from The American Heritage® Dictionary of the English Language, 4th Edition
- n. A law or body of laws that derives from nature and is believed to be binding upon human actions apart from or in conjunction with laws established by human authority.
from Wiktionary, Creative Commons Attribution/Share-Alike License
- n. An ethical theory that posits the existence of a law whose content is set by nature and that therefore has validity everywhere.
from the GNU version of the Collaborative International Dictionary of English
- adj. that instinctive sense of justice and of right and wrong, which is native in mankind, as distinguished from specifically revealed divine law, and formulated human law.
from WordNet 3.0 Copyright 2006 by Princeton University. All rights reserved.
- n. a rule or body of rules of conduct inherent in human nature and essential to or binding upon human society
Sorry, no etymologies found.
Its chief exponent is science philosophy, a continuation of the Deism of the eighteenth century without the idea of God, and the view herein presented, of an evolving universe working out its own destiny under the rigid sway of inherent natural laws, finds but a thin disguise in the Pantheistic conception, so prevalent among non-Catholic theologians, of an immanent God, who is the active ground of the world-development according to natural law
Revelation and grace are morally necessary to man to know sufficiently all the truths of the natural law (cf. Summa Theologica,
It would be contrary to the natural law because it would be an abuse of the penitent's confidence and an injury, very serious perhaps, to his reputation.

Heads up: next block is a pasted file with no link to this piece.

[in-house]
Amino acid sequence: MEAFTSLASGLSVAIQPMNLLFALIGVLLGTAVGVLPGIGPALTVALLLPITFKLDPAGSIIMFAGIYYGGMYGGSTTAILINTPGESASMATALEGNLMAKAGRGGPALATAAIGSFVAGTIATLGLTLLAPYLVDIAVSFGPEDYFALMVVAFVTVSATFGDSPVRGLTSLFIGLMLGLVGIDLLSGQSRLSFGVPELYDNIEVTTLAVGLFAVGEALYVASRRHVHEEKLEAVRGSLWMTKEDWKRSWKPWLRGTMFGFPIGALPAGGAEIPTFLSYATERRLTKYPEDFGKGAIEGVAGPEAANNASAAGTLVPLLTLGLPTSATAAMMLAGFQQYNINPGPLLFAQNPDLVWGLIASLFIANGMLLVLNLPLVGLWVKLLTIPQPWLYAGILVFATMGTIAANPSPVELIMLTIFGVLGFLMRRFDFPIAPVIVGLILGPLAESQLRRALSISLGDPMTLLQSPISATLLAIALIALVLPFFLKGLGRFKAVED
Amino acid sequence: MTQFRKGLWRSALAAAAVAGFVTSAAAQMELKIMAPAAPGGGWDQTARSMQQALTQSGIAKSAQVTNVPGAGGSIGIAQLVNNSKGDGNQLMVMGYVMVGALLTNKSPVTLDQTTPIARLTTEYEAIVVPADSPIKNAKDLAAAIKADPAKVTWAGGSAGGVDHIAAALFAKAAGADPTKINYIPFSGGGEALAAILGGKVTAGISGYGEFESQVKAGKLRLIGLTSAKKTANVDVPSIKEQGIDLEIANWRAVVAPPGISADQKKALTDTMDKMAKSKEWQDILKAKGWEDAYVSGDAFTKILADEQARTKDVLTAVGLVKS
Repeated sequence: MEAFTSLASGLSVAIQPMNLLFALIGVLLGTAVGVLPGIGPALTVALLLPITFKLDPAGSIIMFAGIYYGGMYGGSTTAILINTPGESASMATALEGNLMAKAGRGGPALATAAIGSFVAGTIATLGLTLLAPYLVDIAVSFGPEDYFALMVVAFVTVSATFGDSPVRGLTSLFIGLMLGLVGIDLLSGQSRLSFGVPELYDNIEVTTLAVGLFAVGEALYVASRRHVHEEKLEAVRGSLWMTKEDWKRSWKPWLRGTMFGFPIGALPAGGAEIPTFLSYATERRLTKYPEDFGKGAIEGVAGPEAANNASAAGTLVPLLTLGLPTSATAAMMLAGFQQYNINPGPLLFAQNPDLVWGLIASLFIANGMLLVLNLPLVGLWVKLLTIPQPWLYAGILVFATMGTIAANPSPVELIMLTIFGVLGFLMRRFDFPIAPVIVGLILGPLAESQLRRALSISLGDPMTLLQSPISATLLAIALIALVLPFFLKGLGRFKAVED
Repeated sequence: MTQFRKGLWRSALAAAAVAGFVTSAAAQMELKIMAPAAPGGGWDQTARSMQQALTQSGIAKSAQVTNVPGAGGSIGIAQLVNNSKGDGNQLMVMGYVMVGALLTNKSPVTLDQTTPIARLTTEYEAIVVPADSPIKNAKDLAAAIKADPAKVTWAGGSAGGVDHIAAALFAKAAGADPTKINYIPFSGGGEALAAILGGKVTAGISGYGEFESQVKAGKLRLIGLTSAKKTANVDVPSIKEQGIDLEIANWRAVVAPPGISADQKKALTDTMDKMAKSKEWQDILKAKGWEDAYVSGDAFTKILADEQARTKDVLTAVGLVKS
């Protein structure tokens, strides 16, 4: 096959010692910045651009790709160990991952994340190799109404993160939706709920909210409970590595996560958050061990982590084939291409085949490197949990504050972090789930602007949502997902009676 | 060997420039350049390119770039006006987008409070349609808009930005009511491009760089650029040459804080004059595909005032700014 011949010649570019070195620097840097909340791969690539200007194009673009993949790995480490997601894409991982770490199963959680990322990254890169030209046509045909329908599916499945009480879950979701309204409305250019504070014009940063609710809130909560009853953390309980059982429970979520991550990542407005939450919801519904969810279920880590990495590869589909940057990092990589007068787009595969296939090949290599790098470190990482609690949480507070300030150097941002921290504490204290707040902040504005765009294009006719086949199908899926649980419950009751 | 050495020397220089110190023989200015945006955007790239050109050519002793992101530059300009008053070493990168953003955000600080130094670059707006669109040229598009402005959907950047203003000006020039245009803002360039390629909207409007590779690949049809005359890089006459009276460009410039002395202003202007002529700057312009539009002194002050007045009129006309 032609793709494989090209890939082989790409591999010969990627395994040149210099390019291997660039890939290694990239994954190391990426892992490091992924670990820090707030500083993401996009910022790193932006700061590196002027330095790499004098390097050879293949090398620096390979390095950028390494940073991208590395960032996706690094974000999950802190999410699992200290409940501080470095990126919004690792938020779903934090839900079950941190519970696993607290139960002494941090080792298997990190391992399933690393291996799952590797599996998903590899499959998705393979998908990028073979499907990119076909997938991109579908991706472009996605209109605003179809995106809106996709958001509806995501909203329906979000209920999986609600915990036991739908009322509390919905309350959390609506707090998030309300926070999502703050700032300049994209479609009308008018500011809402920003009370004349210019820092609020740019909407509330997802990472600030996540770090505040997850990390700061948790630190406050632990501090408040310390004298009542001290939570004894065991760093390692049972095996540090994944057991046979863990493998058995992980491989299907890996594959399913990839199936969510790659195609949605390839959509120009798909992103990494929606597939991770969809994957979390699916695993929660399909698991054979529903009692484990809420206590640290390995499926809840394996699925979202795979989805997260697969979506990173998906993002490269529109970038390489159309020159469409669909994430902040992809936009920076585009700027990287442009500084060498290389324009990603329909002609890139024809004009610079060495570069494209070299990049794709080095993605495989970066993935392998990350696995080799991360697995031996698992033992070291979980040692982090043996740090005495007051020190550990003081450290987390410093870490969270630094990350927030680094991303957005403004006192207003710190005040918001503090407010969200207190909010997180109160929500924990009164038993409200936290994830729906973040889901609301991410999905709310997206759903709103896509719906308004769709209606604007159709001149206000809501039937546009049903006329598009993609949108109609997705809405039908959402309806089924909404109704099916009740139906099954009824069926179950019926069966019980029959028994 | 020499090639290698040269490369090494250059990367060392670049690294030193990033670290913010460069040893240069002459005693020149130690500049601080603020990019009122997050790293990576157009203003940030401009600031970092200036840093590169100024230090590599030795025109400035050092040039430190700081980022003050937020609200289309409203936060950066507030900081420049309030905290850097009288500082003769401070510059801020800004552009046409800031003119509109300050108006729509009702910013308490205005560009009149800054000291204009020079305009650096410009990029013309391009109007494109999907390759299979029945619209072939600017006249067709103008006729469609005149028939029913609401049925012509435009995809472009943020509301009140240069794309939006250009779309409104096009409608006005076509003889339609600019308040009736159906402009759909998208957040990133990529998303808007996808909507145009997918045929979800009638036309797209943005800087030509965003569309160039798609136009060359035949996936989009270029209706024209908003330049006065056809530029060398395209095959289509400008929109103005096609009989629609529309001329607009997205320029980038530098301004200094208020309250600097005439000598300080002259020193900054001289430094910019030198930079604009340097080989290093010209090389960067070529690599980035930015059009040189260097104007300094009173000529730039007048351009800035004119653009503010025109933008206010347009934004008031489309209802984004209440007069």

XXV de Ref., c. xx); and that it is false to assert that ecclesiastical immunity can be traced only from secular law; that the immunity of the clergy from military service could be abolished without any breach of the natural law or of justice, nay that it must be abolished in the interests of progress and civil equality (Syllabus, nn.
The innnate love of justice, to which my heart was constantly subject, added to my secret inclination to France, had inspired me with an aversion to the King of Prussia, who by his maxims and conduct, seemed to tread under foot all respect for natural law and every duty of humanity.
Archbishop Bourchier cited Pecock and his accusers to appear before him on 11 Nov. Nine books which he produced were submitted to a commission of theologians who reported adversely on them on the grounds among other reasons that he set the natural law above the authority of the Scriptures, denied the necessity of believing